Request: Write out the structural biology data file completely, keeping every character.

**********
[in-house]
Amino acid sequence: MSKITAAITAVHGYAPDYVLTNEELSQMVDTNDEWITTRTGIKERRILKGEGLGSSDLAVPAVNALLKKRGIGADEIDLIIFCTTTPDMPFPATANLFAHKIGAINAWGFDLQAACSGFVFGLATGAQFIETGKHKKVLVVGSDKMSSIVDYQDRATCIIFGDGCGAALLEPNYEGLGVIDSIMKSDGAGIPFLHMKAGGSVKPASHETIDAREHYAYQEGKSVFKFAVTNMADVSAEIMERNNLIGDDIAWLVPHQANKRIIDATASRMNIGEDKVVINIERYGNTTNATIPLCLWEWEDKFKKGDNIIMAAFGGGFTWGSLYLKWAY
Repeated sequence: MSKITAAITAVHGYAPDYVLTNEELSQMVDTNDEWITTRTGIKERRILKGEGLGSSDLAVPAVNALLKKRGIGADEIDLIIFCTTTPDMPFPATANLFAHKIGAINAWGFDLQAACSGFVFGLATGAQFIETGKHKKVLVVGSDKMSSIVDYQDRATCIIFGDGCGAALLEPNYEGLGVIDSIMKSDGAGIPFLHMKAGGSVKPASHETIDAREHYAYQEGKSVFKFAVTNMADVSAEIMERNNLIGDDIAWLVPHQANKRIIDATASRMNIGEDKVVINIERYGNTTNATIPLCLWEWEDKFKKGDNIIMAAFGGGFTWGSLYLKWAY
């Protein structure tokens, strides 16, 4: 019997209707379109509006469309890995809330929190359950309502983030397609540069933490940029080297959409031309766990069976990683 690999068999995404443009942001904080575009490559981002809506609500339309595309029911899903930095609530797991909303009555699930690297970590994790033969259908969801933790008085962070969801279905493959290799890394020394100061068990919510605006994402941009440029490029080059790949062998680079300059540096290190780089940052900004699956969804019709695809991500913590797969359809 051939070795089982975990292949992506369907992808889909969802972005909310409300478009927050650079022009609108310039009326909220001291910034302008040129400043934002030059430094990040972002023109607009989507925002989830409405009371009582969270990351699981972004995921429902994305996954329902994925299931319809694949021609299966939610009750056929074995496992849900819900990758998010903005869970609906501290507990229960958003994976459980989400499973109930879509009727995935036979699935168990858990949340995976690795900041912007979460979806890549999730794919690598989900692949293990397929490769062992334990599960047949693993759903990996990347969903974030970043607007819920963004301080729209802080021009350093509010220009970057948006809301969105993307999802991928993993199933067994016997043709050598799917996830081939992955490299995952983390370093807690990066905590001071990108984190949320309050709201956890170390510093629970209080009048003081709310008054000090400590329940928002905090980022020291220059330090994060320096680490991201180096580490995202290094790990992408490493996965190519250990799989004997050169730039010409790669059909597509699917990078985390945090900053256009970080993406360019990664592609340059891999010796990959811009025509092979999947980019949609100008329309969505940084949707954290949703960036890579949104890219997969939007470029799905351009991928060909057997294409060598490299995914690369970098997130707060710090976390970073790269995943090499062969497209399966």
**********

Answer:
[in-house]
Amino acid sequence: MSKITAAITAVHGYAPDYVLTNEELSQMVDTNDEWITTRTGIKERRILKGEGLGSSDLAVPAVNALLKKRGIGADEIDLIIFCTTTPDMPFPATANLFAHKIGAINAWGFDLQAACSGFVFGLATGAQFIETGKHKKVLVVGSDKMSSIVDYQDRATCIIFGDGCGAALLEPNYEGLGVIDSIMKSDGAGIPFLHMKAGGSVKPASHETIDAREHYAYQEGKSVFKFAVTNMADVSAEIMERNNLIGDDIAWLVPHQANKRIIDATASRMNIGEDKVVINIERYGNTTNATIPLCLWEWEDKFKKGDNIIMAAFGGGFTWGSLYLKWAY
Repeated sequence: MSKITAAITAVHGYAPDYVLTNEELSQMVDTNDEWITTRTGIKERRILKGEGLGSSDLAVPAVNALLKKRGIGADEIDLIIFCTTTPDMPFPATANLFAHKIGAINAWGFDLQAACSGFVFGLATGAQFIETGKHKKVLVVGSDKMSSIVDYQDRATCIIFGDGCGAALLEPNYEGLGVIDSIMKSDGAGIPFLHMKAGGSVKPASHETIDAREHYAYQEGKSVFKFAVTNMADVSAEIMERNNLIGDDIAWLVPHQANKRIIDATASRMNIGEDKVVINIERYGNTTNATIPLCLWEWEDKFKKGDNIIMAAFGGGFTWGSLYLKWAY
């Protein structure tokens, strides 16, 4: 019997209707379109509006469309890995809330929190359950309502983030397609540069933490940029080297959409031309766990069976990683 690999068999995404443009942001904080575009490559981002809506609500339309595309029911899903930095609530797991909303009555699930690297970590994790033969259908969801933790008085962070969801279905493959290799890394020394100061068990919510605006994402941009440029490029080059790949062998680079300059540096290190780089940052900004699956969804019709695809991500913590797969359809 051939070795089982975990292949992506369907992808889909969802972005909310409300478009927050650079022009609108310039009326909220001291910034302008040129400043934002030059430094990040972002023109607009989507925002989830409405009371009582969270990351699981972004995921429902994305996954329902994925299931319809694949021609299966939610009750056929074995496992849900819900990758998010903005869970609906501290507990229960958003994976459980989400499973109930879509009727995935036979699935168990858990949340995976690795900041912007979460979806890549999730794919690598989900692949293990397929490769062992334990599960047949693993759903990996990347969903974030970043607007819920963004301080729209802080021009350093509010220009970057948006809301969105993307999802991928993993199933067994016997043709050598799917996830081939992955490299995952983390370093807690990066905590001071990108984190949320309050709201956890170390510093629970209080009048003081709310008054000090400590329940928002905090980022020291220059330090994060320096680490991201180096580490995202290094790990992408490493996965190519250990799989004997050169730039010409790669059909597509699917990078985390945090900053256009970080993406360019990664592609340059891999010796990959811009025509092979999947980019949609100008329309969505940084949707954290949703960036890579949104890219997969939007470029799905351009991928060909057997294409060598490299995914690369970098997130707060710090976390970073790269995943090499062969497209399966």